It was still an attractive ride and flat as a pancake. Because the settlements were closer it was more interesting. Soon I was in Namur and at the end of the path (for me). I found a bike shop that Google suggested was open but it wasn’t and now after a sandwich and a coffee in the centre headed across country to Belgium.
Belgium and Holland have a developed infrastructure for cycling and there are lots of routes. All these routes are denoted by numbers signs. I don’t think I got a lot wrong but having a map of the routes and directions would have helped. Trying to work all this out on a small mobile phone screen is not ideal.
One thing that surprises me is the number of serious lycra clad road cyclists, that is, not kids, commuters or elderly shoppers, who use these paths. The routes are bedvilled with tight corners and junctions. To add to this is the height of the kerbs you regularly have to ride up over. I ride a 28mm wide tyre and it was just enough in most instances to achieve the task, but on a road bike with something thinner it is a crashing affair. It may also explain why 28mm wide tyres are becoming increasing popular on road bikes.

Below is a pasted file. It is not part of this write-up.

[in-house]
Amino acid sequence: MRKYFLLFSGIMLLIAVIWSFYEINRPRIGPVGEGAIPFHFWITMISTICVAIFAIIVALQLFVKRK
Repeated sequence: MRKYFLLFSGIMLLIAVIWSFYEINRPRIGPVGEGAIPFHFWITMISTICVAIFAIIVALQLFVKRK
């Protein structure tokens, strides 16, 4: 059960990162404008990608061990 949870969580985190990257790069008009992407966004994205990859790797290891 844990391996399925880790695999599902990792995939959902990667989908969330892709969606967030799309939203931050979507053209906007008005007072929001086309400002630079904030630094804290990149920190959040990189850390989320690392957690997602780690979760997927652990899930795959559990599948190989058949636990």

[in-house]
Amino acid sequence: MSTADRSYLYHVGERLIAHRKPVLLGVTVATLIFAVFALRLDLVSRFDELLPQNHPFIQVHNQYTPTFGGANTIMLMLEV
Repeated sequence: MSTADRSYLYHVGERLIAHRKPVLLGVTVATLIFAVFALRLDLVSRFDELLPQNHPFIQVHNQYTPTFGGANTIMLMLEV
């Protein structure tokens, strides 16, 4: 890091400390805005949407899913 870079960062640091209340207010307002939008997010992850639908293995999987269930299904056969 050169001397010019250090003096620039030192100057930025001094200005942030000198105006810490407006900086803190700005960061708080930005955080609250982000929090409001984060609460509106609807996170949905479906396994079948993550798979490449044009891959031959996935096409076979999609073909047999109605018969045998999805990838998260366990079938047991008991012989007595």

I was using the routes and my Sat Nav programmed with the large towns ahead. When I got within a mile or so I’d re-programme to another town. By doing it at this point I’d not be taken into the centre of the town. As you can see there was bright blue skies by the time of the afternoon and I was going well.
It was still on my mind to get the rear wheel fixed. I’d been lucky so far but for how much longer? About 40 miles from Antwerp I cycled through a small settlement called Bierbeek and found an open bike store. I say ‘store’ because it was a splendid retail outlet with all types of bikes. The owner/mechanic was much in demand as mainly pensioners looked pensively at their steeds and he advised on various solutions. Queuing outside the store was the order of the day and eventually my turn came up. I was now in a Flemish speaking part of Belgium and felt explaining things in English would be better understood. This is because if you don’t speak a language other than Flemish then you’re limited outside of the region.